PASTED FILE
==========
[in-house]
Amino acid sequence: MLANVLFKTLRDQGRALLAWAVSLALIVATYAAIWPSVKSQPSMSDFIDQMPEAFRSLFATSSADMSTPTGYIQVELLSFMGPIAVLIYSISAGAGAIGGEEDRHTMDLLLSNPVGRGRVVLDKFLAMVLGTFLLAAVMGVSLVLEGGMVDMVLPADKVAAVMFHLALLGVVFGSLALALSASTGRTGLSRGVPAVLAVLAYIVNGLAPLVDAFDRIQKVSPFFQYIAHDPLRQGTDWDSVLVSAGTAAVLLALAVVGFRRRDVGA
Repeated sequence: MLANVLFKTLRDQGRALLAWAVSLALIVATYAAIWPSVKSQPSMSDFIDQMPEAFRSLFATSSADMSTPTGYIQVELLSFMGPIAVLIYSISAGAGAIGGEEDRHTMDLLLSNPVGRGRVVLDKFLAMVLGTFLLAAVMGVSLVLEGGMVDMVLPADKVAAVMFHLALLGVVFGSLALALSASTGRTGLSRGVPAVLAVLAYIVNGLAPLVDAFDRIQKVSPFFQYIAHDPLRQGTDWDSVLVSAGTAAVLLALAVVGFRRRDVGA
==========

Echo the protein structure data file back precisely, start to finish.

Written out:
[in-house]
Amino acid sequence: MLANVLFKTLRDQGRALLAWAVSLALIVATYAAIWPSVKSQPSMSDFIDQMPEAFRSLFATSSADMSTPTGYIQVELLSFMGPIAVLIYSISAGAGAIGGEEDRHTMDLLLSNPVGRGRVVLDKFLAMVLGTFLLAAVMGVSLVLEGGMVDMVLPADKVAAVMFHLALLGVVFGSLALALSASTGRTGLSRGVPAVLAVLAYIVNGLAPLVDAFDRIQKVSPFFQYIAHDPLRQGTDWDSVLVSAGTAAVLLALAVVGFRRRDVGA
Repeated sequence: MLANVLFKTLRDQGRALLAWAVSLALIVATYAAIWPSVKSQPSMSDFIDQMPEAFRSLFATSSADMSTPTGYIQVELLSFMGPIAVLIYSISAGAGAIGGEEDRHTMDLLLSNPVGRGRVVLDKFLAMVLGTFLLAAVMGVSLVLEGGMVDMVLPADKVAAVMFHLALLGVVFGSLALALSASTGRTGLSRGVPAVLAVLAYIVNGLAPLVDAFDRIQKVSPFFQYIAHDPLRQGTDWDSVLVSAGTAAVLLALAVVGFRRRDVGA